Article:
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POSTED AT 10:45 AM 09-08-2018

Samsung Group pledges $22 b spend on new technology in push for growth

SEOUL (Reuters): Samsung Group will invest 25 trillion won ($22 billion) over three years in artificial intelligence, 5G mobile technology, electronic components for autos, and the biopharmaceutical business, Samsung Electronics said on Wednesday.

The investment is part of a broader 180 trillion won package South Korea’s biggest business group is planning to spend over the period to create jobs and secure new growth areas, as its core semiconductor and smartphone businesses weaken.

Samsung Electronics, the world’s top maker of memory chips and smartphones and the group’s flagship company, did not provide a breakdown of the figures but said it will provide most of the investment.

It said the group plans to significantly expand artificial intelligence (AI) research capability, increasing the number of advanced AI researchers to 1,000 across its global AI centres, and heavily invest in biopharmaceuticals.

“Samsung has seen strong growth from both its contract manufacturing and biosimilar businesses. It will continue to invest heavily in the businesses, including developing and manufacturing biosimilars,” it said in a statement.

The announcement sent shares in contract drugmaker Samsung BioLogics up more than 5%. Shares in the group’s information technology services affiliate Samsung SDS rose 5%.

The 180 trillion won three-year investment plan, which includes capital spending as well as research and development in chips and displays, marks a 6% increase from its spending over the past three years.

Of the total, 130 trillion won will be spent in South Korea, and is expected to create 40,000 jobs, or 20,000 more than its previous hiring plans, Samsung said.

The investment plan comes after South Korea’s finance minister met Samsung heir Jay Y.Lee on Monday and called for help in job creation.

Lee was released from jail earlier in 2018 after a year in detention on bribery charges, lifting hopes among some investors that Samsung will hike investments and create jobs.

Samsung Group has 62 affiliates, with a total asset of 399 trillion won, according to the country’s Fair Trade Commission.

 

Samsung Galaxy S7 smartphones vulnerable to hacking: Researchers

LONDON (Reuters): Samsung’s Galaxy S7 smartphones contain a microchip security flaw, uncovered earlier this year, that put tens of millions of devices at risk to hackers looking to spy on their users, researchers told Reuters.

The Galaxy 7 and other smartphones made by Samsung Electronics were previously thought to be immune to a security vulnerability known as Meltdown, which researchers said affected most of the world’s PCs, smartphones and other computing devices.

Researchers from Austria’s Graz Technical University told Reuters they have figured out a way to exploit the Meltdown vulnerability to attack Galaxy S7 handsets.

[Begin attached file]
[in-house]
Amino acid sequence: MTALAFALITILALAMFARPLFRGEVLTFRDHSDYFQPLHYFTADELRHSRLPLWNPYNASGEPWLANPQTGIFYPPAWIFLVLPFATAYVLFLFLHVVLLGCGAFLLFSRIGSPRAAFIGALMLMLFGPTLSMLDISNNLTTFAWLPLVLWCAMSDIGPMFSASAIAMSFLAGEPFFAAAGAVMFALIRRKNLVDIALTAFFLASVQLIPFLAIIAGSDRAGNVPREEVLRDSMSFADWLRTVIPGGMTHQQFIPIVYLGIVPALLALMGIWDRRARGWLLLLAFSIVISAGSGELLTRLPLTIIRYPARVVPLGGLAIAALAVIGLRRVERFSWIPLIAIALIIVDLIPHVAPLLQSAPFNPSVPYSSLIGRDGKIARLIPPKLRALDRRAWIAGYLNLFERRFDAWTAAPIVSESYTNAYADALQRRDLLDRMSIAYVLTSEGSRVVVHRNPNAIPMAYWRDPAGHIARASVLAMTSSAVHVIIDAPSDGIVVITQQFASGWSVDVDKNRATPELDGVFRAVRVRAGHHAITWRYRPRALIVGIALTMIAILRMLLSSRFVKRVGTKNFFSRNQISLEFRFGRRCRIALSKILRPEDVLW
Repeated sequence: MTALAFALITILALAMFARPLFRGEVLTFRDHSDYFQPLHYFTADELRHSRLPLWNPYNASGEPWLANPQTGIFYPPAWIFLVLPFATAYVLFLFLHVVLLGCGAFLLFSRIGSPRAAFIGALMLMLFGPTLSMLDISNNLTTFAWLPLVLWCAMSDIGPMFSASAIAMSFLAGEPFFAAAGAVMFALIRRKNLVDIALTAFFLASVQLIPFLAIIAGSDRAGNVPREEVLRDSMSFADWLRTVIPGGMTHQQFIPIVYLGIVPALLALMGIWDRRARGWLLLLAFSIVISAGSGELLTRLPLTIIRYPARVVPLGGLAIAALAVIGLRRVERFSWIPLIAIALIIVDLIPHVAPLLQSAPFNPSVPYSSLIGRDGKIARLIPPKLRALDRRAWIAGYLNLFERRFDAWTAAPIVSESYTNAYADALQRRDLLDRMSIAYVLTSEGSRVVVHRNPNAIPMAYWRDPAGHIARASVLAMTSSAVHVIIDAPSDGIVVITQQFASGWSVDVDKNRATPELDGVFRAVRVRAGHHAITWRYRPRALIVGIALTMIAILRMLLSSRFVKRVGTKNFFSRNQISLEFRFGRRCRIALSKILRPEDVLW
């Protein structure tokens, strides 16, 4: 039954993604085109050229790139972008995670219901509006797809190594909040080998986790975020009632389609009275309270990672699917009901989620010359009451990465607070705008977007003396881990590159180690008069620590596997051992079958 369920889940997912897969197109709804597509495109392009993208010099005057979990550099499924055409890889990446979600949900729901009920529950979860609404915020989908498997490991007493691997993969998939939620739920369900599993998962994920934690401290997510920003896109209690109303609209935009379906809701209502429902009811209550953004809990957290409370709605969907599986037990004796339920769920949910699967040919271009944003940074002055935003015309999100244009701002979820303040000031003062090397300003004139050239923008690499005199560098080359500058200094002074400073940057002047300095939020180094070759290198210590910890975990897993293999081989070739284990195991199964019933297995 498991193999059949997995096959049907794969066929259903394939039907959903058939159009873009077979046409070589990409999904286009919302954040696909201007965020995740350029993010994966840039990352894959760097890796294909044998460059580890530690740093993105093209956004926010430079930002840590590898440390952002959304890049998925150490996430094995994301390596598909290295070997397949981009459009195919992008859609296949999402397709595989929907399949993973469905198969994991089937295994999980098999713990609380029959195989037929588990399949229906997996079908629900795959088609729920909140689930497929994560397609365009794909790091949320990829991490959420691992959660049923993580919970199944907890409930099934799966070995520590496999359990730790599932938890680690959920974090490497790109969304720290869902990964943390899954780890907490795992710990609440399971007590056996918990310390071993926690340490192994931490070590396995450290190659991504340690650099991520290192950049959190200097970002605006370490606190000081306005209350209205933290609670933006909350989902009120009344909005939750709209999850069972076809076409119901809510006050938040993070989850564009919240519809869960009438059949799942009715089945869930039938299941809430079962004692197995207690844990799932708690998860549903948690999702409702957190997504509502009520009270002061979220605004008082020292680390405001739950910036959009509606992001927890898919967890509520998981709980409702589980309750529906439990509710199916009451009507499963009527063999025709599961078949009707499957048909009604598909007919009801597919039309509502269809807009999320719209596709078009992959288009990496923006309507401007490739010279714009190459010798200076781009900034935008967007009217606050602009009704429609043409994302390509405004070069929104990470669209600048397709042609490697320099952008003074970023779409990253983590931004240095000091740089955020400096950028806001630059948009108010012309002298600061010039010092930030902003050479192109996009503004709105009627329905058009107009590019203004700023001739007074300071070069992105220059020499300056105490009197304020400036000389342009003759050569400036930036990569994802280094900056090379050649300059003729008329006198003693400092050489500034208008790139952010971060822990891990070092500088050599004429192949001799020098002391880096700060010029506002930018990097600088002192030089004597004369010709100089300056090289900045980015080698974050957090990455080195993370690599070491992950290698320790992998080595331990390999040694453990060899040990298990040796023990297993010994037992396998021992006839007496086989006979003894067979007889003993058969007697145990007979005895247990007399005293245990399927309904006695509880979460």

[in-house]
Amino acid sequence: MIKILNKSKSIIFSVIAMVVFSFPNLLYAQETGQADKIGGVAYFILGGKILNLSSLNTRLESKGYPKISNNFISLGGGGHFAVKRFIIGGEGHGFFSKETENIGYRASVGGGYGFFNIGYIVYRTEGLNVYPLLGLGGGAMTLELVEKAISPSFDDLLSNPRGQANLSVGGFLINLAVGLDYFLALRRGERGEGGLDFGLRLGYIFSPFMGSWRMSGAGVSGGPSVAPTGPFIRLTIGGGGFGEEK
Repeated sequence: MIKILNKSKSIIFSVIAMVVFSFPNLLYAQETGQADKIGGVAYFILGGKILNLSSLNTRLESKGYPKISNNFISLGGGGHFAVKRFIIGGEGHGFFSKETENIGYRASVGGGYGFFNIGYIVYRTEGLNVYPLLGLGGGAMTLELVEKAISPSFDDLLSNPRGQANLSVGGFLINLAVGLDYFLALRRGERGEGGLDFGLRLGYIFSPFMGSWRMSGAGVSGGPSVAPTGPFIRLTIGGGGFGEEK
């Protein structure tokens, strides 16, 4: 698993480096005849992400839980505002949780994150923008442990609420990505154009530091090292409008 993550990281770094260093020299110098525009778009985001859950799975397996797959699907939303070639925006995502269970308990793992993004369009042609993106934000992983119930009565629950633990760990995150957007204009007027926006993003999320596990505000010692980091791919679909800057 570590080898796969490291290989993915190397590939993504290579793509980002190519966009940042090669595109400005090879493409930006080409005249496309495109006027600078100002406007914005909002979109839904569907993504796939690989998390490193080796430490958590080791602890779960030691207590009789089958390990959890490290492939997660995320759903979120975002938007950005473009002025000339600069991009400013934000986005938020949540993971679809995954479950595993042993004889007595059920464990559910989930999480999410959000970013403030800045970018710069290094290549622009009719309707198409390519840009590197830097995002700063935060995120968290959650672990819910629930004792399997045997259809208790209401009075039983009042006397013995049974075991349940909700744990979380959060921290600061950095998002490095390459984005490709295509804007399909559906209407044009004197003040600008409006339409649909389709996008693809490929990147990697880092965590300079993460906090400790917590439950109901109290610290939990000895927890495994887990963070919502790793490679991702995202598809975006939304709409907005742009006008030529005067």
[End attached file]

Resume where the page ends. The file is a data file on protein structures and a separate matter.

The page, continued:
The team plans to release their findings on Wednesday at the Black Hat security conference in Las Vegas. They are looking into Meltdown’s impact on other makes and models of smartphones and expect to uncover more vulnerable devices in the near future, researcher Michael Schwarz told Reuters.

“There are potentially even more phones affected that we don’t know about yet,” he said. “There are potentially hundreds of millions of phones out there that are affected by Meltdown and may not be patched because the vendors themselves do not know.”

Samsung said it created a patch to protect Galaxy S7 handsets against Meltdown that it began pushing out to affected users last month.

“Samsung takes security very seriously and our products and services are designed with security as a priority,” the company said in a statement.

A Samsung spokeswoman declined to say how many Galaxy S7s were vulnerable to Meltdown attacks.

She said there were no reported cases where Meltdown had been exploited to attack an S7 handset and that no other Samsung phones were known to be vulnerable.

Meltdown, and a second vulnerability known as Spectre, can be exploited to reveal the contents of a computer device’s central processing unit - designed to be a secure inner sanctum. Hackers can exploit those vulnerabilities by either bypassing hardware barriers or tricking applications into giving up secret information such as passwords or banking details.

There are no known cases of hackers exploiting either vulnerability in a real-world attack, but disclosure of the widespread hardware flaws has rocked the computer industry, forcing chipmakers and device manufacturers to scramble to contain the fallout.

The Galaxy S7 is currently used by some 30 million people, according to research firm Strategy Analytics. Samsung has released two new versions of its flagship Galaxy line of smartphones since the S7 debuted in 2016.

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